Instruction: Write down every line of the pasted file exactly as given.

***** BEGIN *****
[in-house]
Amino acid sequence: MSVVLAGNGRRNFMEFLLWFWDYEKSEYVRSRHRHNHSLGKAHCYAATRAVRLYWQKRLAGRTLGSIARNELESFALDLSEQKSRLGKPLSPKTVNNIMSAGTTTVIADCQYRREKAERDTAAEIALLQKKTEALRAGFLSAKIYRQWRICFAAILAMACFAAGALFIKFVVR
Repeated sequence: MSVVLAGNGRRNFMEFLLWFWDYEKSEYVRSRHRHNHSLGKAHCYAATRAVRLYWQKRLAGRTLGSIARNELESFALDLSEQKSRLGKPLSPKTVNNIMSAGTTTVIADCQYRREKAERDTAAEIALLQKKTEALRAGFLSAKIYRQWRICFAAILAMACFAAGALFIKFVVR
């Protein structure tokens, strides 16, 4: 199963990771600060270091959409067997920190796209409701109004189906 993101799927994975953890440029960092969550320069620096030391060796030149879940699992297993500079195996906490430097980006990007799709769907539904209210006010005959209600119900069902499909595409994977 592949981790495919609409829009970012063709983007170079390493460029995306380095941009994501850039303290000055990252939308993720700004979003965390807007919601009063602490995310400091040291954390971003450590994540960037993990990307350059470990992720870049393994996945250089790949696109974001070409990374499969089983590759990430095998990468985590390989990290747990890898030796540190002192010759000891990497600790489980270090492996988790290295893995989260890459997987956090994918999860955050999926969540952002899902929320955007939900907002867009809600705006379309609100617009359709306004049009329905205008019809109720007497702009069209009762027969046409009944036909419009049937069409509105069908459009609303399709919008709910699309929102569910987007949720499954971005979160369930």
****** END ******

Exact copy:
[in-house]
Amino acid sequence: MSVVLAGNGRRNFMEFLLWFWDYEKSEYVRSRHRHNHSLGKAHCYAATRAVRLYWQKRLAGRTLGSIARNELESFALDLSEQKSRLGKPLSPKTVNNIMSAGTTTVIADCQYRREKAERDTAAEIALLQKKTEALRAGFLSAKIYRQWRICFAAILAMACFAAGALFIKFVVR
Repeated sequence: MSVVLAGNGRRNFMEFLLWFWDYEKSEYVRSRHRHNHSLGKAHCYAATRAVRLYWQKRLAGRTLGSIARNELESFALDLSEQKSRLGKPLSPKTVNNIMSAGTTTVIADCQYRREKAERDTAAEIALLQKKTEALRAGFLSAKIYRQWRICFAAILAMACFAAGALFIKFVVR
């Protein structure tokens, strides 16, 4: 199963990771600060270091959409067997920190796209409701109004189906 993101799927994975953890440029960092969550320069620096030391060796030149879940699992297993500079195996906490430097980006990007799709769907539904209210006010005959209600119900069902499909595409994977 592949981790495919609409829009970012063709983007170079390493460029995306380095941009994501850039303290000055990252939308993720700004979003965390807007919601009063602490995310400091040291954390971003450590994540960037993990990307350059470990992720870049393994996945250089790949696109974001070409990374499969089983590759990430095998990468985590390989990290747990890898030796540190002192010759000891990497600790489980270090492996988790290295893995989260890459997987956090994918999860955050999926969540952002899902929320955007939900907002867009809600705006379309609100617009359709306004049009329905205008019809109720007497702009069209009762027969046409009944036909419009049937069409509105069908459009609303399709919008709910699309929102569910987007949720499954971005979160369930």